Gary Lindstrom: Snow through the eyes of a child
February 3, 2008
At a very young age I was fascinated with snow. I remember waiting in anticipation when snow was forecast. Part of it might have been the potential of having school cancelled but part of it was the beautiful mystery of falling snow.
I lived in Europe and New York City for much of the time between 1960 and 1970. I remember being told then that snow was a godsend as it covered up all of the dirt and trash on the streets. It was as if someone had decided to whitewash everything for a few hours or a couple of days.
They say that the reason we believe the snow was a lot deeper when we were children is because we were shorter. The snow was not any deeper then. We were all vertically challenged as children. Diminutive. Short. As in midgets or in rug rats.
This winter I am beginning to change my mind about the amount of snow I experienced in my youth growing up in Iowa. I have about 6 feet of snow on the level in my yard near Breckenridge right now and it keeps getting deeper.
I remember walking on the snow to the top of the hen house at the farm in Iowa to a height of about 20 feet. The snow had drifted up against the building and provided a snow bridge to the top.
Even when there was a late corn harvest, we could still walk the fields to pick up ears of corn without worrying about the snow that had already fallen. It just never landed in the open areas. It screamed across the plains until it hit a building and then rested there until March.
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I remember seeing comic ski posters for “Ski Iowa” with a farmer in bib overalls standing on the roof of his machine shed trying to ski off the snow bank on the side. I am sure they did not have to haul any snow in for the photo.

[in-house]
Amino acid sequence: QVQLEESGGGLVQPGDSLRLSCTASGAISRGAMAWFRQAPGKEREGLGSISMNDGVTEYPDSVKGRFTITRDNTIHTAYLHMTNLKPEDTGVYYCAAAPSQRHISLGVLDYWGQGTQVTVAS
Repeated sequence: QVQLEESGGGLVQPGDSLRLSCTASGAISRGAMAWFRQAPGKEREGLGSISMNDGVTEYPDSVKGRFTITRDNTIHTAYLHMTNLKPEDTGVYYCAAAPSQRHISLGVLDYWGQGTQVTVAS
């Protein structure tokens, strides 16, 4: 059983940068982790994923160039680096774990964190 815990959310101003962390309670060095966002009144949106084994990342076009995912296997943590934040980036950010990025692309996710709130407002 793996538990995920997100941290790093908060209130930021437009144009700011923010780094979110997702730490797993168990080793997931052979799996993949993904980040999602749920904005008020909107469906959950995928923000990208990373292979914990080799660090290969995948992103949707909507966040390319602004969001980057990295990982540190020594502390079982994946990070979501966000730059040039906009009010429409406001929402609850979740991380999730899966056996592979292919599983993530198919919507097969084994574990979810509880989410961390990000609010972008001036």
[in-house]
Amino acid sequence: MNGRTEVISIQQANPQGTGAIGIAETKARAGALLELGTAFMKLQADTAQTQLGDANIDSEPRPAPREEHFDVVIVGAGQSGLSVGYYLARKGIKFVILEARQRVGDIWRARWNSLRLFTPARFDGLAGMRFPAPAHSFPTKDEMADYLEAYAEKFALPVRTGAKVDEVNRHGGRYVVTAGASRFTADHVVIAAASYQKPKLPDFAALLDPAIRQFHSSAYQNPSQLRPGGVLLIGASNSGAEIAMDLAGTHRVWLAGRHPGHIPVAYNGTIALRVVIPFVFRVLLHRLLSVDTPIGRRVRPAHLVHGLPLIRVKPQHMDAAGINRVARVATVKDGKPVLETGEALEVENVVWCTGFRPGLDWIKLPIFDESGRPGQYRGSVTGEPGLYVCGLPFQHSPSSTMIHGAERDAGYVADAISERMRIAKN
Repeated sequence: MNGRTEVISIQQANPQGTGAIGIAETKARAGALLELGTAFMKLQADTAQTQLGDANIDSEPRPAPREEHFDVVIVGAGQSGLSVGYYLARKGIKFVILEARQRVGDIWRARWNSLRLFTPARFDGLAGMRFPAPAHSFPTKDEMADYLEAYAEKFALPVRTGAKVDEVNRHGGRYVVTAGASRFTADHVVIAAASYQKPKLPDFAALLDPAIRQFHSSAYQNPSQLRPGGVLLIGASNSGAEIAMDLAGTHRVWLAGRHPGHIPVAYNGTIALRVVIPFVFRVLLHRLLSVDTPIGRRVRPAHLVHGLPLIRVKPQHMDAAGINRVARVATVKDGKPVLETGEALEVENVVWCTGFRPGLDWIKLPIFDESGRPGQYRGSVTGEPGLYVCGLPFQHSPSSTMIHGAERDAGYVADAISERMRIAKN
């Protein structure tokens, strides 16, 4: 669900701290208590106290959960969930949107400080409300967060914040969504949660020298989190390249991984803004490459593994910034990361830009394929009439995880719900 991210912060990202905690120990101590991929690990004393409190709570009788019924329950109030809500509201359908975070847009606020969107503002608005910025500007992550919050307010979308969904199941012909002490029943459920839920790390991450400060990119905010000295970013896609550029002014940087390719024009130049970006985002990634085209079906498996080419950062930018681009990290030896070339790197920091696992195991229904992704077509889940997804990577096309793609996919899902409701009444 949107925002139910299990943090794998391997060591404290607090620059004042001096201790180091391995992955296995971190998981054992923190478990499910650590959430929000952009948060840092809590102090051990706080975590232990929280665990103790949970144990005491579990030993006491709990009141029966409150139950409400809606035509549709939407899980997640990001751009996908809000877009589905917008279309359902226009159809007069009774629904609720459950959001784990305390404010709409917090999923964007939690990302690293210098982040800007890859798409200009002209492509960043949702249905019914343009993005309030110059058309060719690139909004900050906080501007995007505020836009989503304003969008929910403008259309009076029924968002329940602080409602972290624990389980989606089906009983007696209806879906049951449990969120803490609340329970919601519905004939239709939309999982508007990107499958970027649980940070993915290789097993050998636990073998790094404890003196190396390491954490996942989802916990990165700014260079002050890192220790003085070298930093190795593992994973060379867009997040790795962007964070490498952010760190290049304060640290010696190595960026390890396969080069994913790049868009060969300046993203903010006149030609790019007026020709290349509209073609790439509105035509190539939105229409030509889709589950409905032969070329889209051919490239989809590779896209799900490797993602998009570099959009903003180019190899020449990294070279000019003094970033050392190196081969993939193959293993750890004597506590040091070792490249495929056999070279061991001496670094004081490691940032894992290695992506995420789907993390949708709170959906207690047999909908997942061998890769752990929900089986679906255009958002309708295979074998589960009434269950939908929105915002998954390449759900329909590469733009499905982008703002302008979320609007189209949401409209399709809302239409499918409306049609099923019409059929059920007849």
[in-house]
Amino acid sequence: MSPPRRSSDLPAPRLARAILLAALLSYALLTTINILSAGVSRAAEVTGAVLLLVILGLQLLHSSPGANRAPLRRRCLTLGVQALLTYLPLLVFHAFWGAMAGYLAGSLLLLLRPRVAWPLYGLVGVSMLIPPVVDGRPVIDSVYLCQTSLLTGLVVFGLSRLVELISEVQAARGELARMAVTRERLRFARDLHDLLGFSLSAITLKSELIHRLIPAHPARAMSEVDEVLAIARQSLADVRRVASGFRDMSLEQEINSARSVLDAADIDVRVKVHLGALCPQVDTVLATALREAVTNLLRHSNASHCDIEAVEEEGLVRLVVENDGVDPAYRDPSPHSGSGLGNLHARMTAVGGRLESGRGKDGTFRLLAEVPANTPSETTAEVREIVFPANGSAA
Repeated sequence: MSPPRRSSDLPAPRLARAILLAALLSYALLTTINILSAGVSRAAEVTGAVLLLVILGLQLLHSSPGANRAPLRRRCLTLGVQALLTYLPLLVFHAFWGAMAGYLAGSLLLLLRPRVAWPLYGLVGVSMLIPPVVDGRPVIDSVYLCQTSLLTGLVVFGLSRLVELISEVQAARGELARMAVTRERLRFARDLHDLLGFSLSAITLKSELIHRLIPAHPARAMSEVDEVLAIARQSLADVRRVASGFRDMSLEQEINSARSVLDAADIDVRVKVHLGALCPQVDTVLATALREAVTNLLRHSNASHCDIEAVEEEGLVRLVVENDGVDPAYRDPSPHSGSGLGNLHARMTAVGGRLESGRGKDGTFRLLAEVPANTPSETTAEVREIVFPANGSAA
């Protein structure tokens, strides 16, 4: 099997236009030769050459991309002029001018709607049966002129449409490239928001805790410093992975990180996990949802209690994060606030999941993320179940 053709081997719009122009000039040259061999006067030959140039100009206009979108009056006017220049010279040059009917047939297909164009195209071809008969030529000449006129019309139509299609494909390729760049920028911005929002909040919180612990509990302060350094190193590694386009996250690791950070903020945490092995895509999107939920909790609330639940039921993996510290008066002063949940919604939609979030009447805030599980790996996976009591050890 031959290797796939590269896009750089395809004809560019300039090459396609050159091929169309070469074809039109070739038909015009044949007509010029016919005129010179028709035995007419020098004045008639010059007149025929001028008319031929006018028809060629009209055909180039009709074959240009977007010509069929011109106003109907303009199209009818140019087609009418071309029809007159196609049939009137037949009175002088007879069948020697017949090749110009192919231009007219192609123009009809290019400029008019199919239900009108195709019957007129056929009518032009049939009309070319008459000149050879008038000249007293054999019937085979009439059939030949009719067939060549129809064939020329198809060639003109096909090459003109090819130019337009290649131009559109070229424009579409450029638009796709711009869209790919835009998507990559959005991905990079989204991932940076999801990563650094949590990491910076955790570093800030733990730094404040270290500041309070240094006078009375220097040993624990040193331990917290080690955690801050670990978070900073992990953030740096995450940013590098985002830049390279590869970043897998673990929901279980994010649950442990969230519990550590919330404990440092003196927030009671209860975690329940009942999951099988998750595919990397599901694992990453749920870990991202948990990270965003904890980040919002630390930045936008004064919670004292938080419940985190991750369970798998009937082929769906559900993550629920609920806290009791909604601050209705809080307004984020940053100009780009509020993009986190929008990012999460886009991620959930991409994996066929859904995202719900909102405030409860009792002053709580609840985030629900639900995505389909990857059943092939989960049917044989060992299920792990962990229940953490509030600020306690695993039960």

I was about 10 when I got my first paper route. I seem to remember having about forty customers who lived all over my home town. Most of the time it was not a problem to deliver the papers after school. Of course that was when it did not snow.
I remember leaving school one day to go get my papers and there was a light dusting of snow. By the time I finished there was about 2 feet on the ground and I could no longer ride my bike. I still remember that night pushing my bike with my heavy paper bag through deep snow to make my deliveries. I finally made it home and my mother put me in the tub to warm me up. That was about 55 years ago so you can see that it made a lasting impression.
I think that one thing that made the snow in Iowa deeper was the wind. I remember driving from home in Rockwell City to Fort Dodge on bare, dry pavement for many miles. Then, all of a sudden, a huge monolith of snow about 20- or 30-feet high would appear on the horizon totally blocking the road. A huge snowdrift caused by snow blowing from the fallow winter fields over the highway building higher and higher as the day went on.
The solution to this dilemma was always easy. You just went back to the last highway crossing at the section line and drove on the gravel road to the other side of the drift.
The Iowa Highway Department even tried to figure out where the drifts would occur and would install snow fence. It always seemed be put in the wrong place. Or maybe they placed it in the right place for last year’s snow but the wrong place this year. Something about timing.
They say that everything is relative. Short children are overwhelmed by small amounts of snow. If I am being overwhelmed am I getting shorter? I hope not.